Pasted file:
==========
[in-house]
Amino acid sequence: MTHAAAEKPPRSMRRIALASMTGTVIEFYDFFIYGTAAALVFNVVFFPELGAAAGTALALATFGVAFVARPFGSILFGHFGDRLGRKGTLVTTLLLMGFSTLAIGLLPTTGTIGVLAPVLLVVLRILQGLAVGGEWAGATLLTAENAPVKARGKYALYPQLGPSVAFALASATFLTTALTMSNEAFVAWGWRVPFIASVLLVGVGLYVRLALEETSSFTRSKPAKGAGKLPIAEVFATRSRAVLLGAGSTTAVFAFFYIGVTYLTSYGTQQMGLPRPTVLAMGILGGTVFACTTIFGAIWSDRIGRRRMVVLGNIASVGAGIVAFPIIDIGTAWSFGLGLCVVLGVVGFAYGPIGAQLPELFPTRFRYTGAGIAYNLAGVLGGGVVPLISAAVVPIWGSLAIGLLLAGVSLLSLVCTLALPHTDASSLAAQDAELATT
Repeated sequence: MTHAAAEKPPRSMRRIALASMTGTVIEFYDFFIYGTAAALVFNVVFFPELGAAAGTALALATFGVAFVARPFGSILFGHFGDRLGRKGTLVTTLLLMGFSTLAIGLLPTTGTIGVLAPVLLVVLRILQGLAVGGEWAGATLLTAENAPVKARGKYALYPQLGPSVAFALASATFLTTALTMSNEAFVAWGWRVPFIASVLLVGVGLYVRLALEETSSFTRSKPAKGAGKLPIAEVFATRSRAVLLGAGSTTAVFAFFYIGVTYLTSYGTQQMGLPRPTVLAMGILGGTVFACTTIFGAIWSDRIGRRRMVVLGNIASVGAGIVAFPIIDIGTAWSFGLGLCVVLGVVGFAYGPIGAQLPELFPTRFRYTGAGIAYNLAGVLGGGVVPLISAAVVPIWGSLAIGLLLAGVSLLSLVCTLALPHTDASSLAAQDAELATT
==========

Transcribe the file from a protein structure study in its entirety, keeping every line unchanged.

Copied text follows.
[in-house]
Amino acid sequence: MTHAAAEKPPRSMRRIALASMTGTVIEFYDFFIYGTAAALVFNVVFFPELGAAAGTALALATFGVAFVARPFGSILFGHFGDRLGRKGTLVTTLLLMGFSTLAIGLLPTTGTIGVLAPVLLVVLRILQGLAVGGEWAGATLLTAENAPVKARGKYALYPQLGPSVAFALASATFLTTALTMSNEAFVAWGWRVPFIASVLLVGVGLYVRLALEETSSFTRSKPAKGAGKLPIAEVFATRSRAVLLGAGSTTAVFAFFYIGVTYLTSYGTQQMGLPRPTVLAMGILGGTVFACTTIFGAIWSDRIGRRRMVVLGNIASVGAGIVAFPIIDIGTAWSFGLGLCVVLGVVGFAYGPIGAQLPELFPTRFRYTGAGIAYNLAGVLGGGVVPLISAAVVPIWGSLAIGLLLAGVSLLSLVCTLALPHTDASSLAAQDAELATT
Repeated sequence: MTHAAAEKPPRSMRRIALASMTGTVIEFYDFFIYGTAAALVFNVVFFPELGAAAGTALALATFGVAFVARPFGSILFGHFGDRLGRKGTLVTTLLLMGFSTLAIGLLPTTGTIGVLAPVLLVVLRILQGLAVGGEWAGATLLTAENAPVKARGKYALYPQLGPSVAFALASATFLTTALTMSNEAFVAWGWRVPFIASVLLVGVGLYVRLALEETSSFTRSKPAKGAGKLPIAEVFATRSRAVLLGAGSTTAVFAFFYIGVTYLTSYGTQQMGLPRPTVLAMGILGGTVFACTTIFGAIWSDRIGRRRMVVLGNIASVGAGIVAFPIIDIGTAWSFGLGLCVVLGVVGFAYGPIGAQLPELFPTRFRYTGAGIAYNLAGVLGGGVVPLISAAVVPIWGSLAIGLLLAGVSLLSLVCTLALPHTDASSLAAQDAELATT